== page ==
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Schools Menaced by Texas Legislature

AUSTIN: They may hide their intentions with terms like "Freedom Scholarships," but rightwingers in Texas are out to undermine the public school system with vouchers. Worse, a significant number of legislators are working with them!

On April 5, the Legislature held hearings on voucher proposals. All over the Capitol, parents, children, and professional lobbyists swarmed with pro-voucher signs and literature. They do not use the term "vouchers," which would take education money for private and religious schools. Their signs emphasize "freedom" and, oddly for right-wingers whose reputation depends on ugly anti-abortion campaigns, "choice!"

Teachers said that the voucher supporters were financed by federal tax money under Bush's "No Child Left Behind" legislation. Lobbyists for the teacher unions, supported by other union reps, fought back. Fortunately for them, the Association of Community Organizations for Reform Now (ACORN) had brought several busloads of citizen lobbyists the same day. One of ACORN's issues was decent funding for public education, and they were happy to help the teachers. Soon, the ubiquitous "Give Kids a Choice" stickers were matched all over the Capitol with shiny yellow buttons that clarified all: "No Vouchers!"

Long-time Texas political experts opined that stand-alone voucher proposals would continue to meet with failure, as they have for the last dozen years. However, the Republican majority is expected to attach a voucher proposal to any school finance bill that might succeed.

Even though Texas has waited decades for stable school financing, they may have to wait for a special session if the Texas House and Senate continue to squabble over this year's proposals. A District court ruled the present system, which seeks equity by moving money from richer districts to poorer ones, as inadequate. Legislators may wait for the State Supreme Court to rule on the appeals before making any significant moves. Meanwhile, thousands of pulp trees continue to be sacrificed so that enough newspapers can be printed to tell the ongoing saga.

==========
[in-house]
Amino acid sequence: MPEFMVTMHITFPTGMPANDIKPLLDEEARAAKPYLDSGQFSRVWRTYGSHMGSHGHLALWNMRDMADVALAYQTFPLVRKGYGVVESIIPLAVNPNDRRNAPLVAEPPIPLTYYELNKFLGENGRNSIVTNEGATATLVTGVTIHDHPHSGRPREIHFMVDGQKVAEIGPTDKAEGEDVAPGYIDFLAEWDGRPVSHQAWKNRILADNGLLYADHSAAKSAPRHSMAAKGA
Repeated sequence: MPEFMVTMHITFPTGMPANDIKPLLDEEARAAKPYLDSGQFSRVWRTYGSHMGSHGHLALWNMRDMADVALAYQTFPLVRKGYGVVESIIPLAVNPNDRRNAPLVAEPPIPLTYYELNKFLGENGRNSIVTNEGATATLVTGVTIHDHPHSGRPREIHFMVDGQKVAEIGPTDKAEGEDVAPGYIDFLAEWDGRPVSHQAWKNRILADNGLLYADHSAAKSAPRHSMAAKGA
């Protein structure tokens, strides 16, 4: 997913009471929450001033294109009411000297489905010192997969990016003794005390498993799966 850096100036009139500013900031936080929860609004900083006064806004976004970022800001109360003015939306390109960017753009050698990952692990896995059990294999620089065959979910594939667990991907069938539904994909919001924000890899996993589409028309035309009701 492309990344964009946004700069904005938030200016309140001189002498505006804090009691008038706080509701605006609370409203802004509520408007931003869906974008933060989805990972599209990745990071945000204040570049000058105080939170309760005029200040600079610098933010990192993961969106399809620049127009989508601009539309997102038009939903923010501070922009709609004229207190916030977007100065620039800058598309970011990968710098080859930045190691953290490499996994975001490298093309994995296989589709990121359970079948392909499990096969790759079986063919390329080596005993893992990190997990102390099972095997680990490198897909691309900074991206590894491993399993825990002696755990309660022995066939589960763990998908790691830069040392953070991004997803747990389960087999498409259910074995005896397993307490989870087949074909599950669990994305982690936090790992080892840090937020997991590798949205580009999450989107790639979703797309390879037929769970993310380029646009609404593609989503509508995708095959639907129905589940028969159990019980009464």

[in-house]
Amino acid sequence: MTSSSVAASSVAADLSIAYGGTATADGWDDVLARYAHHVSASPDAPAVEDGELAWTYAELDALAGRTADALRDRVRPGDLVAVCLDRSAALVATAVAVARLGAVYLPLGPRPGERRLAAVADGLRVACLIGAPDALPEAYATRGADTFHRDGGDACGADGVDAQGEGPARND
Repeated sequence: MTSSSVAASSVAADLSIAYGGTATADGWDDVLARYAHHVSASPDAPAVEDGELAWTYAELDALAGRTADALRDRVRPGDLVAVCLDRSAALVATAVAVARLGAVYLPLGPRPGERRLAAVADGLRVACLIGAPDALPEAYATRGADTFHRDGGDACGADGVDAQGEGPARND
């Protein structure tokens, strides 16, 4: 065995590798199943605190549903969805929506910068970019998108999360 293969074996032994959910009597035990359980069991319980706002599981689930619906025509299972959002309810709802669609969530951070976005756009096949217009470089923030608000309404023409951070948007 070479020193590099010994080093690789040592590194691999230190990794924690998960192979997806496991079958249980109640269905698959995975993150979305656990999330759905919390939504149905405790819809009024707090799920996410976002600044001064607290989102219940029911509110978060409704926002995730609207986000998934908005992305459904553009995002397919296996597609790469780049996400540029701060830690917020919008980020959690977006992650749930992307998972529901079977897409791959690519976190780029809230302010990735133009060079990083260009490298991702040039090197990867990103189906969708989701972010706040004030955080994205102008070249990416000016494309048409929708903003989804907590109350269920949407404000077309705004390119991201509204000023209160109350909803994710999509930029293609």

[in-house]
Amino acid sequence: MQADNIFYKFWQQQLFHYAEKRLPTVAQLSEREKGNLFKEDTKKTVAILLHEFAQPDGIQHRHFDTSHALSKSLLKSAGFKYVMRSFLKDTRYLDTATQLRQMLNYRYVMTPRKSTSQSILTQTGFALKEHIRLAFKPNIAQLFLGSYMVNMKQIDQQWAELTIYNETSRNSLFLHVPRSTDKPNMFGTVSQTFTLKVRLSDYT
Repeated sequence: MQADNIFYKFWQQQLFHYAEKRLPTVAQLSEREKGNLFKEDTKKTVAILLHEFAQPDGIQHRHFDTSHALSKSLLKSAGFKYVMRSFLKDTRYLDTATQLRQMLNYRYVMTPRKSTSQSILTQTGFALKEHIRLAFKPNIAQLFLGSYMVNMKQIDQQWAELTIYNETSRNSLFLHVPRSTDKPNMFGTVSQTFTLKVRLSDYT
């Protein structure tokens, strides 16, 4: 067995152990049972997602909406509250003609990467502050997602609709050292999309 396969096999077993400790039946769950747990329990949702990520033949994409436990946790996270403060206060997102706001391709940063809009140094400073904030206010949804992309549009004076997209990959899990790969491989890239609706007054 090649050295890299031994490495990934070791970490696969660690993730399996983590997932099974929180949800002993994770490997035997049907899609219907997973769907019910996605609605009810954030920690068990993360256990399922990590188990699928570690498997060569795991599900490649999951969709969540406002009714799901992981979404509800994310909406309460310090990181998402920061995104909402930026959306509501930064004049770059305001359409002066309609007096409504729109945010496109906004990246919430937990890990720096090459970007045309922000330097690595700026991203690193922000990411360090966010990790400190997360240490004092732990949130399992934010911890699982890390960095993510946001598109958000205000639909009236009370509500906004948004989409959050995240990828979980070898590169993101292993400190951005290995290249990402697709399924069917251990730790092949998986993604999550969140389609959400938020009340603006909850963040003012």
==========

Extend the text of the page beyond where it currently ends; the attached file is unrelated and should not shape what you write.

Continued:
Emmett Sheppard, President of the Texas AFL-CIO, recently wrote, "The history of the school finance debate in Texas can be seen as one big stalling tactic that has impeded the progress of schoolchildren in this state."

Also on April 5, the Texas Education Agency Commissioner predicted that the number of "failed schools" - those where standardized test scores are low - would rise greatly in the next year as new standards are imposed. The State Senate received a proposal to privatize such "failed schools." The Dallas newspaper's front page story said, "The confluence of two distinct shifts in the Texas education world has some wondering whether schools are being set up for failure."

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